Length: 16' 5" - Width: 22.00" - Starting at: $1799.90See More Details about this Kayak
I am 5'6" and weigh about 170lbs. The boat fits me like a glove. It's profile enables wonderful carving of turns. It's ride is incredibly stable. In some conditions I can feel my other boats flexing on the water. In this boat I feel no flex. It is not the fastest boat in the pack. However, it is a SUPER play boat. That I have thoroughly enjoyed. It's weight at 46 Lbs. also makes loading and unloading too the vehicle much easier.
I am 5'2" and this boat fits me well, tracks great, and turns easily when leaned. She's a joy to paddle.
WARNING!! Starting with a short kayak can lead to longer boats! Suggest starting with no less than a 12 footer due to better tracking. I am an avowed kayakaholic. Paddle on.
The Bad - Hatch rims have a tendency to leak from the factory (screw holes must be re-aligned and rims resealed). This is my 2nd plastic Chatham and second leaker, but since fixed it's dry. The seat I am not crazy about, and I am not the only one - but it's a very personal preference item so just make sure it works for you for as long as you plan to be spending in the boat.
Performance - As expected with a boat in it's class, it's slow on flatwater, plows considerably when empty and more so loaded for a weekend trip.
Maneuvers very well.
Stability curve is something of a personal preference, it has a very strong primary but tipping point also comes a lot sooner than a Romany (which almost has no tipping point to speak of) Unlike the Romany, it seems to be meant for maneuvering without much edging, and edging doesn't really help much, as opposed to the Romany that lives to be put on edge.
Surfing - surfs with the best of the sea kayaks, but that being the key word.
In my opinion, Romany is a nicer,more fun and more playful hull, BUT, Necky makes a way better plastic boat. If it was to be fiberglass, I'd probably pick Romany first. The new coming P&H Delphin may be the best plastic sea playboat yet,but until that is proven, Chatham 16 is probably best money can buy in plastic playboats. Valley Avocet RM close but meant for a somewhat smaller paddler. I am 6'1 and 185 and C16 fits me well.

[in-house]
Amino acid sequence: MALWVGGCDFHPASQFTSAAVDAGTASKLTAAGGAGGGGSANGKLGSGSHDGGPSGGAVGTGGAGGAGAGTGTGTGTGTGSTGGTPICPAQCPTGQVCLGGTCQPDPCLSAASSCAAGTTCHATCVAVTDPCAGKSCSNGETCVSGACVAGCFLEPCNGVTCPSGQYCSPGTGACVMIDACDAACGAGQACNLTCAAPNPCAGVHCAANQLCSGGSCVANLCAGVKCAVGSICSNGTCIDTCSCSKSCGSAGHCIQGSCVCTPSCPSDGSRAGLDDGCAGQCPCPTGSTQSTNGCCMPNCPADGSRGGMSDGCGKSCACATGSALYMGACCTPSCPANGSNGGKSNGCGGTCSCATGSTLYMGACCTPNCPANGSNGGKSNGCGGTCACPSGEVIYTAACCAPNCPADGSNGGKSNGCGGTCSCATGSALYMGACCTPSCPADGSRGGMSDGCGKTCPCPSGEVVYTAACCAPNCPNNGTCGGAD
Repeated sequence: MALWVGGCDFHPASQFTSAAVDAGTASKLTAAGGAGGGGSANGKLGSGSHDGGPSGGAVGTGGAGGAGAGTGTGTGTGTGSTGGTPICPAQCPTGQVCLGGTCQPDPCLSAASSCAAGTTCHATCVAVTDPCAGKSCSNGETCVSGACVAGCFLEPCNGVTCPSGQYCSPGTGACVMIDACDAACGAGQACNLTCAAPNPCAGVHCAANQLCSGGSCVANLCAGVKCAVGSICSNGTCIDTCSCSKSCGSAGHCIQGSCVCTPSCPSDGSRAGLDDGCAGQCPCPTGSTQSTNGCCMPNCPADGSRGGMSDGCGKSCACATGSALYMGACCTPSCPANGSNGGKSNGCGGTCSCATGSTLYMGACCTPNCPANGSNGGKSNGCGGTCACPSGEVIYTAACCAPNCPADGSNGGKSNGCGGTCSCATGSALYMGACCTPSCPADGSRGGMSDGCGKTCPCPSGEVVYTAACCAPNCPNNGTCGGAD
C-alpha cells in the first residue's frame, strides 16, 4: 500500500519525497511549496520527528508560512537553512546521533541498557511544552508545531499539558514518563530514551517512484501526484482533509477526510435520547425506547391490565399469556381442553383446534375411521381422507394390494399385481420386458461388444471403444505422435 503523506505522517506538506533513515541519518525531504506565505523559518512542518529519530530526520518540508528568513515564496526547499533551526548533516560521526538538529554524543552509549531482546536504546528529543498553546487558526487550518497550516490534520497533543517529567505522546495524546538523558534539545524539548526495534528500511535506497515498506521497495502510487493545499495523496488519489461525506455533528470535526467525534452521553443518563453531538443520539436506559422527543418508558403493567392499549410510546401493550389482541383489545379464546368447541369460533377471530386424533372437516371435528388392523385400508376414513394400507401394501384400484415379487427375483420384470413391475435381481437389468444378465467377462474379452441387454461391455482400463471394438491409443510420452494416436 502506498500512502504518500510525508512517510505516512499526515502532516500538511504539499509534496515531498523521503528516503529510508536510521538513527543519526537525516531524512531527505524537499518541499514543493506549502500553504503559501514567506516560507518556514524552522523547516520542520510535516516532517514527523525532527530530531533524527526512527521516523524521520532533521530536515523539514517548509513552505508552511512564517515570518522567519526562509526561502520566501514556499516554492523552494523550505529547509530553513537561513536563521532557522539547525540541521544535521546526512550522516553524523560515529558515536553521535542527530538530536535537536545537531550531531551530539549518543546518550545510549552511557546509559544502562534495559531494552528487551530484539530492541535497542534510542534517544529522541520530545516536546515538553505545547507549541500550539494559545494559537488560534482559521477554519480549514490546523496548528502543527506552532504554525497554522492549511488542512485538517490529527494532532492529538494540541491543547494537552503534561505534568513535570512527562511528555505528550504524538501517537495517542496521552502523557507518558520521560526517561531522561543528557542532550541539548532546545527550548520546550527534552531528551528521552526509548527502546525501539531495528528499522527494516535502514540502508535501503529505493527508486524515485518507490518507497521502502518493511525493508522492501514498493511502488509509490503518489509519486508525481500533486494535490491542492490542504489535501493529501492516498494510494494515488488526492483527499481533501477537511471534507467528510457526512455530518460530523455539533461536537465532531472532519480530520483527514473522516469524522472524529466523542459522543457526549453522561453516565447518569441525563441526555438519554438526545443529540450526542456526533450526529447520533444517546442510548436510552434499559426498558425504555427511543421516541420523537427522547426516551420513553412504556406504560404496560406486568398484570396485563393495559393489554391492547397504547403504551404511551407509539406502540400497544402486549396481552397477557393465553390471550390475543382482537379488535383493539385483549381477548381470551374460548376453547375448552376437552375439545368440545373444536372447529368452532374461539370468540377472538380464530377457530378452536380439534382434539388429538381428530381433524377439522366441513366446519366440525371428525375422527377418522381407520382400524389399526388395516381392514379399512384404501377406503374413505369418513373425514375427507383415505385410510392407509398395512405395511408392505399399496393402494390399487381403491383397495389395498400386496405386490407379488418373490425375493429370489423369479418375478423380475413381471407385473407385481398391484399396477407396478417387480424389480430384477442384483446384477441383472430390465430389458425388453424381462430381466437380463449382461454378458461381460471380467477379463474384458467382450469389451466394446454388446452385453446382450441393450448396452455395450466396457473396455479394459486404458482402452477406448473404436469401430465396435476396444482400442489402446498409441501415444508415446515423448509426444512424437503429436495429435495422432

Overall, this is a great playboat and though it's not the fastest boat on the water, it'll keep up with most boats once the conditions get rough due to it's very stable and forgiving nature. A blast to paddle....very happy with my purchase so far.
Three things I have noticed in this thread that could use comment. The boat "slams" into waves only when unladen, precisely because in these conditions it is working as a playboat. When laden with 100 lbs of gear it slices like a knife. If people would access the hydrodynamic tables on the Chatham 16 at Seakayakermagazine.com they would be amazed at the righting moment for this craft when a 150 lb. paddler with 100 lbs of cargo is considered. It is literally one of the most stable, yet manouverable kayaks produced today. Speed is often a commented topic. The boat is only 16'6". If you want more than 3.5 knots - get a longer boat.
The hatches do leak. The fix (as Necky has obviously learned) is a neatly applied coating of 3M Marine Adhesive to the rim/hull connection. As to boat volume, I pack like a hiker and have no problem packing for 6-7 days, which, if we are honest is all 95% of all of us really need.
I decided on a Necky Chatham 16 poly. I got a good deal on a new one and never looked back. I now look forward to large boat wakes, tidal currents, you name it. I would have to consciously try to flip this boat over to ever have it happen. It turns on a dime and responds well to the first paddle stroke. I'm 5'8" and 150lbs and the cockpit fits me like a glove. I especially like the thigh braces. The hatches usually have about 1 cup of water in them after about 4 hours out on moderate seas. It seems to be well made, but admittedly the poly is not as sturdy as on the Prijon.
Overall I couldn't be happier with this boat. It would be great for a beginner or anyone who likes to play in big waves or near the rocks.